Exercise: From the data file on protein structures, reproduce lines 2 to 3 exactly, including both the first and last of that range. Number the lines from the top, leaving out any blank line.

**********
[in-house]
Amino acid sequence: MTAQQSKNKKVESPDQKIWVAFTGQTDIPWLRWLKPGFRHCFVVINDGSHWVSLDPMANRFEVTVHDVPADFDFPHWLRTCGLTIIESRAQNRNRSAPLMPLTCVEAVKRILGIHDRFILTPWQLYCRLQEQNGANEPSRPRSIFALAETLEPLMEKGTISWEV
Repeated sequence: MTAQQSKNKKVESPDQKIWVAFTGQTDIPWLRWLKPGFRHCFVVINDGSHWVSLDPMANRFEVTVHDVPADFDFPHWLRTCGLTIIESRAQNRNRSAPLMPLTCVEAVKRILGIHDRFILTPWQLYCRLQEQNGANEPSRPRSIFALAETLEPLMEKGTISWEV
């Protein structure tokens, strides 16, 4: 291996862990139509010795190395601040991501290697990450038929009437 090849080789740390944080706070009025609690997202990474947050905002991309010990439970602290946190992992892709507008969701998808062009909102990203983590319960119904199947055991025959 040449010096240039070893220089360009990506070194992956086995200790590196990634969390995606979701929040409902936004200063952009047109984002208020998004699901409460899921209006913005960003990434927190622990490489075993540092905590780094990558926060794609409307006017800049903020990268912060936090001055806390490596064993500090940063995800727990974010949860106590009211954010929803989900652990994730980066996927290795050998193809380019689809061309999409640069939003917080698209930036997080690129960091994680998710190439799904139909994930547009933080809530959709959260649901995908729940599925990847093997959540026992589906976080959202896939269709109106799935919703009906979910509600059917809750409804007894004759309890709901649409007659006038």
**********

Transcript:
Amino acid sequence: MTAQQSKNKKVESPDQKIWVAFTGQTDIPWLRWLKPGFRHCFVVINDGSHWVSLDPMANRFEVTVHDVPADFDFPHWLRTCGLTIIESRAQNRNRSAPLMPLTCVEAVKRILGIHDRFILTPWQLYCRLQEQNGANEPSRPRSIFALAETLEPLMEKGTISWEV
Repeated sequence: MTAQQSKNKKVESPDQKIWVAFTGQTDIPWLRWLKPGFRHCFVVINDGSHWVSLDPMANRFEVTVHDVPADFDFPHWLRTCGLTIIESRAQNRNRSAPLMPLTCVEAVKRILGIHDRFILTPWQLYCRLQEQNGANEPSRPRSIFALAETLEPLMEKGTISWEV